The airline explained that it has adopted a policy of “only dealing with credit worthy counter parties” so as to mitigate risk of financial loss from defaults. Trade receivables are primarily from cargo and other revenue streams. Majority of the group’s passenger revenue are against deposits made by agents.
As on March 31, 2021, the group had 38 customers that owed more than ₹1 crore each and accounted for approximately 86 per cent of all the receivables outstanding.
It’s evident that even for day-to- day operations, urgent funds are needed. In the annual report, the company does say, “The group has obtained fund and non-fund based working capital lines from various banks.”
Also, it has so far not defaulted on paying its loans. Chartered accountant firm, Walker Chandiok & Co LLP – the statutory auditors – while assessing FY21 accounts said, the company has “not defaulted in repayment of its loans or borrowings to any bank during the year”.
The auditors however noted undisputed statutory dues including provident fund, employees’ state insurance, income-tax, sales-tax, service tax, duty of customs, duty of excise, value added tax, goods and services tax, cess and other material statutory dues, as applicable, have not been regularly deposited to the appropriate authorities and there have been significant delays in a large number of cases.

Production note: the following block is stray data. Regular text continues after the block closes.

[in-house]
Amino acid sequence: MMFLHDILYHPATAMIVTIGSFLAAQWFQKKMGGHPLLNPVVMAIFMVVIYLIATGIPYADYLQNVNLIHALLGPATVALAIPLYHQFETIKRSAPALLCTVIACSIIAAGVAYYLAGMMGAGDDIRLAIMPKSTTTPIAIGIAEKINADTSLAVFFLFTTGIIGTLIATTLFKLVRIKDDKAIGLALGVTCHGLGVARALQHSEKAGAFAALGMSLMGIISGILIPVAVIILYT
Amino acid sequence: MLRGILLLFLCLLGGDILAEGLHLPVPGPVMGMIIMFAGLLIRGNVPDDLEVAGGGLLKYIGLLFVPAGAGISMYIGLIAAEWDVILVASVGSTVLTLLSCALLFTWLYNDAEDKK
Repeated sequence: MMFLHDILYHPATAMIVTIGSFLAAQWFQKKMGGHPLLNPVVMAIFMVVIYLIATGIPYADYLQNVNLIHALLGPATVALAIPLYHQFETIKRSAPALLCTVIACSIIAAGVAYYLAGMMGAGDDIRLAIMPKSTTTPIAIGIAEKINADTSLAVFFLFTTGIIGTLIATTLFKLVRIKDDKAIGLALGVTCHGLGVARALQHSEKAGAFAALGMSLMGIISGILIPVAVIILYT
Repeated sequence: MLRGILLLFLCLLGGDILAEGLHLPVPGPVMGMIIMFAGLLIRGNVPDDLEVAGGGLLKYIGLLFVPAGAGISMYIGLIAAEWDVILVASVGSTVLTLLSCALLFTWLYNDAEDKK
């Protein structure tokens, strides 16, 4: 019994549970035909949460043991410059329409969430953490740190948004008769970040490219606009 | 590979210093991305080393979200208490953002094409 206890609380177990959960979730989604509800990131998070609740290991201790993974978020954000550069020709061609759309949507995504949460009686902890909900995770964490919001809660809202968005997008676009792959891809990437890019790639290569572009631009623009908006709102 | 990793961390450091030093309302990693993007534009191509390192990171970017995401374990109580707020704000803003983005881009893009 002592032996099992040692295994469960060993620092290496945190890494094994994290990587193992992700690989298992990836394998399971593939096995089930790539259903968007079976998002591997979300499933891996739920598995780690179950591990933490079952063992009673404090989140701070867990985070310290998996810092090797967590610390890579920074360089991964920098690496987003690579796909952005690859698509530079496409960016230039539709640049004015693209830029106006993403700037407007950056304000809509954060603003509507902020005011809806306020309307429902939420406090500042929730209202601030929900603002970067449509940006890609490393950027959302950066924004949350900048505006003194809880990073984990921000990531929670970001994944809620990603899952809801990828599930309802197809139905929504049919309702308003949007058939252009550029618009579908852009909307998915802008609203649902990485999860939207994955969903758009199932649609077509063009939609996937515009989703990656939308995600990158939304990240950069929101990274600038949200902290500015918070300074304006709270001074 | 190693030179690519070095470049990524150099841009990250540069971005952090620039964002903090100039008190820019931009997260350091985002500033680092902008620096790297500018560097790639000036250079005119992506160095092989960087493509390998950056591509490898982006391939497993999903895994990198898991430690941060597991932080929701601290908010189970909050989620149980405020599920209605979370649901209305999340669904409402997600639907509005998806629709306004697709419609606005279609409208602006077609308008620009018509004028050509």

In FY21, the company had a total income (standalone) of ₹6067 crore and a net loss of ₹998 crore. SpiceJet is yet to declare results for FY-22. In fact, results for Q4FY-22 (Jan – March) are also due. According to a company spokesperson, a ransomware attack has delayed closing of year-end-accounts.
Negative Net Worth
Last available financial reports of the company show a negative net worth of ₹2,572 crore as on March 31, 2021.
“The losses have been primarily driven by adjustments on account of implementation of Ind AS 116 (a lessee accounting model), adverse foreign exchange rates, fuel prices, pricing pressures, and the impact of Covid-19..,” the notes to its accounts said.
The report, however, struck an optimistic note by saying improvements in macroeconomics factors relevant to the Company’s business, as well as the renegotiation with vendors, and expectations of re-introduction of Boeing 737 MAX aircraft into its operations would increase operational efficiency and support cash profitable operations.
Meanwhile, lessors are pressurising for repossession of aircrafts and at least one of the leasing companies have pointed out SpiceJet’s inability to pay rents as a reason for seeking repossession.